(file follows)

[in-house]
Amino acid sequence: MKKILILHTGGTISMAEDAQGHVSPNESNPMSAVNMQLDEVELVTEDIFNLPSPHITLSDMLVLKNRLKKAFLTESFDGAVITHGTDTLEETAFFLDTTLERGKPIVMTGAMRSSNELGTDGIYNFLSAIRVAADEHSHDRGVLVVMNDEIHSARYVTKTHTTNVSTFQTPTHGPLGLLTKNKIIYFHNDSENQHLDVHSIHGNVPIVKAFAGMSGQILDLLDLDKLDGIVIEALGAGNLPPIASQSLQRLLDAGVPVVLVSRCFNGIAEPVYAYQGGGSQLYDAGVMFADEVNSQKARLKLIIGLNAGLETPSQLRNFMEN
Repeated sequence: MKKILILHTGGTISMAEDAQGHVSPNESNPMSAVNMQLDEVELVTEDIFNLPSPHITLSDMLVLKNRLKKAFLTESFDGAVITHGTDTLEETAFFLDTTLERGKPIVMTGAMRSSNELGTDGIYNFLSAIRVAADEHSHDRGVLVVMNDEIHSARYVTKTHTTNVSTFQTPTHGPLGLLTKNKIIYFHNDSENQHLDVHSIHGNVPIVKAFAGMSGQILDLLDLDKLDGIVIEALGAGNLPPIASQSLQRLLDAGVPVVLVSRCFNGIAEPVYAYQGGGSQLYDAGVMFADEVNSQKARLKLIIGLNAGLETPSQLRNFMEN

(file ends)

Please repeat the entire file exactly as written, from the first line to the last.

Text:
[in-house]
Amino acid sequence: MKKILILHTGGTISMAEDAQGHVSPNESNPMSAVNMQLDEVELVTEDIFNLPSPHITLSDMLVLKNRLKKAFLTESFDGAVITHGTDTLEETAFFLDTTLERGKPIVMTGAMRSSNELGTDGIYNFLSAIRVAADEHSHDRGVLVVMNDEIHSARYVTKTHTTNVSTFQTPTHGPLGLLTKNKIIYFHNDSENQHLDVHSIHGNVPIVKAFAGMSGQILDLLDLDKLDGIVIEALGAGNLPPIASQSLQRLLDAGVPVVLVSRCFNGIAEPVYAYQGGGSQLYDAGVMFADEVNSQKARLKLIIGLNAGLETPSQLRNFMEN
Repeated sequence: MKKILILHTGGTISMAEDAQGHVSPNESNPMSAVNMQLDEVELVTEDIFNLPSPHITLSDMLVLKNRLKKAFLTESFDGAVITHGTDTLEETAFFLDTTLERGKPIVMTGAMRSSNELGTDGIYNFLSAIRVAADEHSHDRGVLVVMNDEIHSARYVTKTHTTNVSTFQTPTHGPLGLLTKNKIIYFHNDSENQHLDVHSIHGNVPIVKAFAGMSGQILDLLDLDKLDGIVIEALGAGNLPPIASQSLQRLLDAGVPVVLVSRCFNGIAEPVYAYQGGGSQLYDAGVMFADEVNSQKARLKLIIGLNAGLETPSQLRNFMEN